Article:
- Apply ultrasound gel to the head of the probe. Place the probe into the sterile covering or sleeve. Apply additional sterile conductive medium between the wrapped probe and the surface of the skin. First, we should find the view of axillary vein, axillary artery, subclavian vein, first rib and adjacent structures. In anatomic terms, the axillary vein is formed from the basilic and the brachial veins continues medially until it reaches the first rib when it becomes the subclavian vein. Scanning of the axillary vessels including artery and vein. Second, we should identify the axillary vein and artery using compression method or pulse-waved Doppler method.
- Center the target vein on the ultrasound screen (transverse view), or obtain a longitudinal view using care to distinguish veins from arteries. Anesthetize the puncture site (e.g., 1% lidocaine). Ultrasound guidance during local anesthesia administration helps prevent inadvertent puncture of the artery or vein, or excessive administration that might distort the anatomy.
- Visualization of the axillary artery to exclude the presence of the needle over the axillary artery. Puncture the vein under the real-time ultrasound guidance using the longitudinal view or the transverse view. When you use the transverse view and visualization of the needle tip is difficult, can make the needle jiggled up and down within the tissues. You should maintain negative pressure on the syringe, push the needle slowly toward the vein until a free flow of blood return occurs. When the tip of the needle cannot be seen, you can measure the depth of the vessel on the ultrasound monitor. This method help you guide the depth of needle and decrease the complications. The needle can be seen to penetrate the vein when you use the longitudinal method (Figure 2).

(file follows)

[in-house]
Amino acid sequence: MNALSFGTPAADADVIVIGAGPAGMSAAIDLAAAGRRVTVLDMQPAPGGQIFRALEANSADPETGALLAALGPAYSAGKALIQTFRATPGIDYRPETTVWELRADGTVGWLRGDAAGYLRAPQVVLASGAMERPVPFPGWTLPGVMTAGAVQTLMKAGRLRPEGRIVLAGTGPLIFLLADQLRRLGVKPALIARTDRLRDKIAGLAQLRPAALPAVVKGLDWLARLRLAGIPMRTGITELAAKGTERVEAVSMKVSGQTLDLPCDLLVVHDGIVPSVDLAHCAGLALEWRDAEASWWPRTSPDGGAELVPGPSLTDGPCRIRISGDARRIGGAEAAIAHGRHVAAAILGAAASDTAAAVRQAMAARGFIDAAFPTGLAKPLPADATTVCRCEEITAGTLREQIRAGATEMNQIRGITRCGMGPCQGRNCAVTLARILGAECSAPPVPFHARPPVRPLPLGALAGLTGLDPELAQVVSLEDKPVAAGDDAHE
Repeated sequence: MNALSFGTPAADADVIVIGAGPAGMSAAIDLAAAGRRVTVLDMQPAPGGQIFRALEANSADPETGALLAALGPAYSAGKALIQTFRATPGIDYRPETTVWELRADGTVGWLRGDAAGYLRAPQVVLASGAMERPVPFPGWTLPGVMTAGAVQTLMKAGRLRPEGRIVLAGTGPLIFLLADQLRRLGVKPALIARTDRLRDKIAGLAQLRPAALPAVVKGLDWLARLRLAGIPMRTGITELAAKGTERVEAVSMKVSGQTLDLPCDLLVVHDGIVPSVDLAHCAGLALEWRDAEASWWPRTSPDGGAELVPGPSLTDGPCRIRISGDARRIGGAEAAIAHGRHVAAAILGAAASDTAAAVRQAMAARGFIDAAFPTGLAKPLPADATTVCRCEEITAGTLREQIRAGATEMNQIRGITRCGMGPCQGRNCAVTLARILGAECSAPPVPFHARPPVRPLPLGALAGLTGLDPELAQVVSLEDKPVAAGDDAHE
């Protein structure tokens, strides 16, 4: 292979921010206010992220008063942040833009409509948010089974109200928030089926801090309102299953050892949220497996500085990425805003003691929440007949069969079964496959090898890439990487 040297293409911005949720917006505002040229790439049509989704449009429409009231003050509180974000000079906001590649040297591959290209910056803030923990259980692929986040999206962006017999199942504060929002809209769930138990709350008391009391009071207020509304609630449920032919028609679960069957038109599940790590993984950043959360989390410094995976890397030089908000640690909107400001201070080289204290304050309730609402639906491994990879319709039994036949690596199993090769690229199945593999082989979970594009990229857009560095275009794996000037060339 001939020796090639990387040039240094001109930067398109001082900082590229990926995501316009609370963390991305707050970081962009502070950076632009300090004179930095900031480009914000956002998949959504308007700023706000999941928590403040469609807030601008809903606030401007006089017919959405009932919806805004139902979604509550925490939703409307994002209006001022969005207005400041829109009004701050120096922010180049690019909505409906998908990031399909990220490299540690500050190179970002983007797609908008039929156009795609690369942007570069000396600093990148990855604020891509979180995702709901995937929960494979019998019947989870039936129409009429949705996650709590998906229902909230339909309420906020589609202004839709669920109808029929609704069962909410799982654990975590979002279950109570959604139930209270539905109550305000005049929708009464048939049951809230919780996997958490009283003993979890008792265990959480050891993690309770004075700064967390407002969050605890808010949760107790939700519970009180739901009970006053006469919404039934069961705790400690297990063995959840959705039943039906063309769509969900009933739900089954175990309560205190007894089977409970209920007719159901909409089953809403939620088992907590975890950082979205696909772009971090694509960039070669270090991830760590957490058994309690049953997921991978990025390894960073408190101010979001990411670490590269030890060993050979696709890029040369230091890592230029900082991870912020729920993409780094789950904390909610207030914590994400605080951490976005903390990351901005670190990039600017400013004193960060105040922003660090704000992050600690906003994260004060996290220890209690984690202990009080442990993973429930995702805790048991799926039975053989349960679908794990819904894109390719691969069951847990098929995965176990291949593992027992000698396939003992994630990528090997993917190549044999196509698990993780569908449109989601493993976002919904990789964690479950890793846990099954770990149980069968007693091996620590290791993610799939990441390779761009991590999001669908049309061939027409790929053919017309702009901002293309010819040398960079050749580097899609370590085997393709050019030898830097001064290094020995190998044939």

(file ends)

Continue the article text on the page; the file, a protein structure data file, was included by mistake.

- Once the vein has been accessed, remove the transducer and place the catheter using Seldinger techniques. Insertion of the guidewire with confirmation of the presence of the guidewire in the axillary vein.
- Exclusion of the presence of the guide wire in the artery and in the jugular vein. Insertion of the catheter into the axillary vein. Confirmation of the presence of the catheter in the axillary vein. Exclusion of the presence of the inserted catheter in the jugular vein.
Statistical analysis was performed using SPSS software, version 20.0 (SPSS Inc., Chicago, IL, USA). Data were expressed as mean ± standard deviation (SD). Student’s t-test for independent means, χ2 analysis, or Fisher’s exact test where appropriate were used to evaluate association among the different variables. A P value (two sided in all tests) of <0.05 was considered significant.
A total of 236 patients were enrolled in this study between May 2013 and November 2015. Baseline characteristics of the study population are presented in Table 1. There were no significant differences in age, gender, body mass index (BMI), and mechanical ventilation rate between longitudinal group and the transverse group.